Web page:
The odds that a pedestrian who gets hit by a vehicle will die increase drastically when the car is moving faster than 20 miles per hour. Lower, safer speed limits help residents feel confident walking and biking around their neighborhoods, resulting in healthier people and more vibrant communities. Here, we analyzed average speed limits for all streets in a neighborhood, giving greater weight to streets with more lanes, since wide streets are riskier and more challenging to cross.


Safe streets Crash rate

fatal crashes per 100,000 people per year Median US neighborhood: 6.8

Annual average number of fatal crashes per 100,000 people: measured at the neighborhood scale, lower values are better

Motor vehicle crashes are a leading cause of death in the United States. Crashes occur most often in areas with high speed limits, poorly designed streets, and in places where people must drive farther or more frequently to reach their destinations. Bicyclists and pedestrians are particularly vulnerable to crashes, as are children and older adults. Since people typically drive outside their neighborhood, the Index measures the number of fatal crashes within a 5-mile radius to assess safety on the surrounding streets. Fatal crashes are relatively rare in any given neighborhood, so we use a 5-year average to control for year-to-year changes. 


Safe streets State and local Complete Streets policies

State and local Complete Streets policies

Complete Streets policies require streets to be designed for safe, comfortable, and convenient travel by all modes—walking, biking, driving, and transit—and for all ages, abilities, and incomes. From wider sidewalks to new bike lines to better intersection lighting, Complete Streets ensure easier and more inviting travel options. The Index gives credit to any city, county, or state with these policies in place.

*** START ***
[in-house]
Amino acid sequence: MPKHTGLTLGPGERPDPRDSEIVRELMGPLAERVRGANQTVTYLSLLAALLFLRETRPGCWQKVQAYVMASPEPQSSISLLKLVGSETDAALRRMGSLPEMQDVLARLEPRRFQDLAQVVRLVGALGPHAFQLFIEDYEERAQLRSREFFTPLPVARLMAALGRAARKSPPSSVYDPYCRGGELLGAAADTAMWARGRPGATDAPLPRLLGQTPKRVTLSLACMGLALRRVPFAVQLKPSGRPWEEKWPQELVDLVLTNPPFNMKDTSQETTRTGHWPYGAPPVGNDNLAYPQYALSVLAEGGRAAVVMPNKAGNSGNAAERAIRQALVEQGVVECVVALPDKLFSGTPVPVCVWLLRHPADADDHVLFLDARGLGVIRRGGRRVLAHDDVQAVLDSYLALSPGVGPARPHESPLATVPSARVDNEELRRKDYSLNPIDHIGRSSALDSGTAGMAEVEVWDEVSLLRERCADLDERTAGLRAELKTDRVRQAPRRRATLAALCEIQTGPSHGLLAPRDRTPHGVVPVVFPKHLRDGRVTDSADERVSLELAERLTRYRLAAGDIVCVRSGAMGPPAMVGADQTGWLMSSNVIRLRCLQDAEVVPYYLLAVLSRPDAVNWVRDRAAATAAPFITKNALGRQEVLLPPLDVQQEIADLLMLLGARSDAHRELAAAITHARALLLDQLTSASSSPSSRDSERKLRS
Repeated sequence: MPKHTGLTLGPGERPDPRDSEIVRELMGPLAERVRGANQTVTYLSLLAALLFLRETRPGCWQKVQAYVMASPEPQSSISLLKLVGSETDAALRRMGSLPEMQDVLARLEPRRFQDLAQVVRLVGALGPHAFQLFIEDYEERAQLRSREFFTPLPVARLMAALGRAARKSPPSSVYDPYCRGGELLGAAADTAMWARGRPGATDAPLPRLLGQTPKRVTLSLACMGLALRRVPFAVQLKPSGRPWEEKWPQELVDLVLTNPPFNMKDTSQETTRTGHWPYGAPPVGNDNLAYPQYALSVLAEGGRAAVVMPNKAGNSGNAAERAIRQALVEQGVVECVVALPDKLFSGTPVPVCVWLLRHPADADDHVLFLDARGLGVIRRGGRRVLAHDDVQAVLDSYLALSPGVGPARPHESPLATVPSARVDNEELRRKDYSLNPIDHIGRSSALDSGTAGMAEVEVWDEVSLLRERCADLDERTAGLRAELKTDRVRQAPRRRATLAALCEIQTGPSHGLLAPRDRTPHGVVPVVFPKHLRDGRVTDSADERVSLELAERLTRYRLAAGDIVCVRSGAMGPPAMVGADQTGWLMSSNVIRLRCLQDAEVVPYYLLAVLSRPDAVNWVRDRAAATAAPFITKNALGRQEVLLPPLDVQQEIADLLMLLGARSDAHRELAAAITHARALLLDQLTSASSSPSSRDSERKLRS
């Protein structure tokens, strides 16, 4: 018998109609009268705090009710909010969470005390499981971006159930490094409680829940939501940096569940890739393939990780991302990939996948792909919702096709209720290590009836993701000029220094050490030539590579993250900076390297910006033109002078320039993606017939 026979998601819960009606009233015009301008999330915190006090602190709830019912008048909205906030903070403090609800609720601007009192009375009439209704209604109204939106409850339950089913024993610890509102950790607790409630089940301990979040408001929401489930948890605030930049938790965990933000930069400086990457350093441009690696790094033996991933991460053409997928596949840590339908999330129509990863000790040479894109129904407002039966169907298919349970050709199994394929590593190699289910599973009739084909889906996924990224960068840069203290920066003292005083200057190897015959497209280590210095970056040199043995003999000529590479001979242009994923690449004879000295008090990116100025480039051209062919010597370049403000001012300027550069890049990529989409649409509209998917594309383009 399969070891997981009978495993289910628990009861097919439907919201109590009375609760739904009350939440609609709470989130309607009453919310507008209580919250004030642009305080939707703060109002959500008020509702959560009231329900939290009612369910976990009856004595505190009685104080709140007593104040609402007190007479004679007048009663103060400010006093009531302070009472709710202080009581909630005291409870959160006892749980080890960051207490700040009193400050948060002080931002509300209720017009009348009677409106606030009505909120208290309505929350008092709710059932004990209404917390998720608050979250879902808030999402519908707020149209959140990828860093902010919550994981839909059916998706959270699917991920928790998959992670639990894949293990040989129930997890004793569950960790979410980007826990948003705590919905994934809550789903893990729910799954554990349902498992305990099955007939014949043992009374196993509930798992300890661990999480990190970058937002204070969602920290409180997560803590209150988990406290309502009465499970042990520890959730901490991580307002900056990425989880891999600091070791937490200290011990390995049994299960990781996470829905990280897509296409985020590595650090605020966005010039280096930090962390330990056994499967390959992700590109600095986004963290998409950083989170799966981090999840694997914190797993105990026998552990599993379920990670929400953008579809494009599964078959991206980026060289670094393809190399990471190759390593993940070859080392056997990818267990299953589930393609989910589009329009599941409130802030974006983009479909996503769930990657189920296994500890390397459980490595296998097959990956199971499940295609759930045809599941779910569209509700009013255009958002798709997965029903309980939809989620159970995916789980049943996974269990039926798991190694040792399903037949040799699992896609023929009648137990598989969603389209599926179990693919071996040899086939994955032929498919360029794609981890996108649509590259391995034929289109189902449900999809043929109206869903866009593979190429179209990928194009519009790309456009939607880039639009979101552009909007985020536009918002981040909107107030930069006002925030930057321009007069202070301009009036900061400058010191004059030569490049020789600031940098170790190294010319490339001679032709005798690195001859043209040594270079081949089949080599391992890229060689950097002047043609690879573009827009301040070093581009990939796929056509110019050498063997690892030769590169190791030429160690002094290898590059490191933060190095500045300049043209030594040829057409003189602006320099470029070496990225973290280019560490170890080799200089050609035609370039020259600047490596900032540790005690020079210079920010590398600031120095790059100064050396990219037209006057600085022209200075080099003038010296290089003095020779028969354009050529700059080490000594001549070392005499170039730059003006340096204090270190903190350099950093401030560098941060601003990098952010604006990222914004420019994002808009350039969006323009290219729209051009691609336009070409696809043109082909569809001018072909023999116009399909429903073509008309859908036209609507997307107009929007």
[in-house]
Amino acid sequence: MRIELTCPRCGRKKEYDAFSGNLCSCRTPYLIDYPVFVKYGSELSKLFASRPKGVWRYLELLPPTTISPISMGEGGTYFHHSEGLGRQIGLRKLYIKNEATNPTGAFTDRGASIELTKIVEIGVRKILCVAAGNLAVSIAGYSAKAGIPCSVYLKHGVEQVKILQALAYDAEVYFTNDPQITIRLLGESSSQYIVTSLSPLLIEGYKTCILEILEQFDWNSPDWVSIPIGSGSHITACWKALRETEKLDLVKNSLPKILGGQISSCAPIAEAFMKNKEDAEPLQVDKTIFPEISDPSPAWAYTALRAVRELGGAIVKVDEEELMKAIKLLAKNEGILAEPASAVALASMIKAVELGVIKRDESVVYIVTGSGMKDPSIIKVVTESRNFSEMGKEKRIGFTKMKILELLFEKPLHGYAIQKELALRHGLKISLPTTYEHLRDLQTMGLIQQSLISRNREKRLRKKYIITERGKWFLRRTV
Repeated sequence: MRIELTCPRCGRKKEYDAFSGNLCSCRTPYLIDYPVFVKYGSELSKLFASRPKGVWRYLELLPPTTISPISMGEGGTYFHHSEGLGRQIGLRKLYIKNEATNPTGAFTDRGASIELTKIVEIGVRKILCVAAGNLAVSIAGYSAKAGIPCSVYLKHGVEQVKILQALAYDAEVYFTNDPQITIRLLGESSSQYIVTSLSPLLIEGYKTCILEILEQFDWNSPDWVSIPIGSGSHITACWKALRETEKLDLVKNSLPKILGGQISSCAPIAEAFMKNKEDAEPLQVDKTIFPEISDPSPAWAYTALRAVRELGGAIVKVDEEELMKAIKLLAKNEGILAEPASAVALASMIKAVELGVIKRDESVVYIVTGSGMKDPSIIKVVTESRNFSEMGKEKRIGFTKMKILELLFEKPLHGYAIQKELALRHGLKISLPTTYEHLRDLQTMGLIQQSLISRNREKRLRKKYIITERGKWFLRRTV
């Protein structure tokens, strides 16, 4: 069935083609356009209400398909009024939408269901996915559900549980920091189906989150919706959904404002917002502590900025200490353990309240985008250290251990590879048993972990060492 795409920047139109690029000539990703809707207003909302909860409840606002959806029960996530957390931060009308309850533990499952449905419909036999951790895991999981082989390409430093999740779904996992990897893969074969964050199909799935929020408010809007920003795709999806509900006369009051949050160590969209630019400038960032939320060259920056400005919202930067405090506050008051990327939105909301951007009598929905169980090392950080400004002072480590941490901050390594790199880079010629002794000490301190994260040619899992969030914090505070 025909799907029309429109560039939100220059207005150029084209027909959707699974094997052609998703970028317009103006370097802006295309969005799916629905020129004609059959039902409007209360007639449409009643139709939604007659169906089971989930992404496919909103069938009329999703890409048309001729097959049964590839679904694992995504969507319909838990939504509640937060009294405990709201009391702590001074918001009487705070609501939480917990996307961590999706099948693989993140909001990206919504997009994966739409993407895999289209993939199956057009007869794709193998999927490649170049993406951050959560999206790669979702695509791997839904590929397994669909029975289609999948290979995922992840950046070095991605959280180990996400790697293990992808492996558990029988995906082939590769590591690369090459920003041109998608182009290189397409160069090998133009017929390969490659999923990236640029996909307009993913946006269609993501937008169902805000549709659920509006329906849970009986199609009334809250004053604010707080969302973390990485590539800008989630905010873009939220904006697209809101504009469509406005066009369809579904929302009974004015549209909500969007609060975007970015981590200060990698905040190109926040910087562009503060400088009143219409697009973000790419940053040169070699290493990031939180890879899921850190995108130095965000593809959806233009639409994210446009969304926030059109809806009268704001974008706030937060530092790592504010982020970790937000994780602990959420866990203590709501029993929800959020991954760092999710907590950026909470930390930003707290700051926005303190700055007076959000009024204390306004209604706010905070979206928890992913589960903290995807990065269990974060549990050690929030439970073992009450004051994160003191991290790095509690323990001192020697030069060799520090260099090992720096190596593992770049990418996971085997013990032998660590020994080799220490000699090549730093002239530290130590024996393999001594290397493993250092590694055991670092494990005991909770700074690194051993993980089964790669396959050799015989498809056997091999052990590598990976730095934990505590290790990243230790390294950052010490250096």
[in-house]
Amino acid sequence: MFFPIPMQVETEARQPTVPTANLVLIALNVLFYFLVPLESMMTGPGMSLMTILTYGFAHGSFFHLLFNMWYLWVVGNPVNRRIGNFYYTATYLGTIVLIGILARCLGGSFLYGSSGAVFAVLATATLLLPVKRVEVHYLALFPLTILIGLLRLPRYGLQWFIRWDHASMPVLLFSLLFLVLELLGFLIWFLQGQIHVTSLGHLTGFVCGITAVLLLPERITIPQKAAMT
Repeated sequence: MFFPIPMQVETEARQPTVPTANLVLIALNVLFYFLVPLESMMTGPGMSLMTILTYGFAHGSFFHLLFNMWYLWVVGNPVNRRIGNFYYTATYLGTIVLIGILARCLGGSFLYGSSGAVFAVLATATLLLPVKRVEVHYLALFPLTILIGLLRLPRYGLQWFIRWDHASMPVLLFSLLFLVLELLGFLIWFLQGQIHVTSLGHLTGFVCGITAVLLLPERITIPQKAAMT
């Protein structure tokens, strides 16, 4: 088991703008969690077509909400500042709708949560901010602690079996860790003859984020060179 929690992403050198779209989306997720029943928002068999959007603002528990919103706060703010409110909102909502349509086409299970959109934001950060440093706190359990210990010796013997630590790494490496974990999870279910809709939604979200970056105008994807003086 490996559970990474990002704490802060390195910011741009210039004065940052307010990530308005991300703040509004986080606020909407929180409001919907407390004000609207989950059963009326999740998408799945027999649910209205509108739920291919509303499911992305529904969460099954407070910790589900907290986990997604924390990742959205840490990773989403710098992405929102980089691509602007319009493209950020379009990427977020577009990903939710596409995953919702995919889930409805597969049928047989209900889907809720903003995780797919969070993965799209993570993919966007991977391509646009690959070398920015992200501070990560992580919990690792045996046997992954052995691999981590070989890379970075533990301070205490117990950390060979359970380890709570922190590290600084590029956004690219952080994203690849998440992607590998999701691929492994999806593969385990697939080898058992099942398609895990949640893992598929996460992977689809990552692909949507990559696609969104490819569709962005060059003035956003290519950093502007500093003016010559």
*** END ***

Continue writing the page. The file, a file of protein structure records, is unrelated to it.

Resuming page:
Convenient transportation options State human services transportation coordination

State human services transportation coordination councils

A variety of organizations work to ensure that everyone has accessible transportation options. For example, an area agency on aging may provide van service to transport adults to activities at the local senior center, or the local department of health and human services may shuttle young adults to job training opportunities. Too often, services are fragmented, which can raise costs and reduce efficiency. Here, the Index gives credit to states that have established committees to coordinate service between transportation providers.   


Convenient transportation options State volunteer driver policies

State policies that remove barriers to volunteer driver programs

Many people with restricted mobility rely on volunteer driver programs for an affordable and convenient way to get to the grocery store, doctor’s office, and other critical destinations. In addition to driving, volunteers often help passengers walk or carry their packages. However, these programs face two common barriers: the potential for insurance rates to increase (which increases operating costs or make it difficult to recruit volunteer drivers), and “livery laws” that prevent programs from charging the modest fares they need to cover expenses. Some states have not only eliminated these obstacles, but also have provided funding for the programs. The Index gives credit to states that have taken action to address one or both of these barriers, or that have created a funding opportunity for volunteer driver programs.


Comprehensive livability commitment State and local plans to create age-friendly communities

Communities that have taken comprehensive steps to prepare for the aging of the U.S. population

By 2030, there will be twice as many Americans over the age of 65 as there were in 2000. In order to help all residents live comfortably in all stages of life, communities must provide opportunities like convenient transportation, walkable neighborhoods, economic and accessible housing, multigenerational social opportunities, and inclusive business practices—just to name a few. To guide communities toward making these future-friendly changes, several organizations have also established peer-learning networks and identified processes to help make communities age-friendly. The Index gives credit to states, metropolitan areas, counties, and cities that are part of the AARP Network of Age-Friendly States and Communities or recipients of Grantmakers in Aging Community AGEnda grants. In the future, the Index may award communities that participate in other age-friendly initiatives.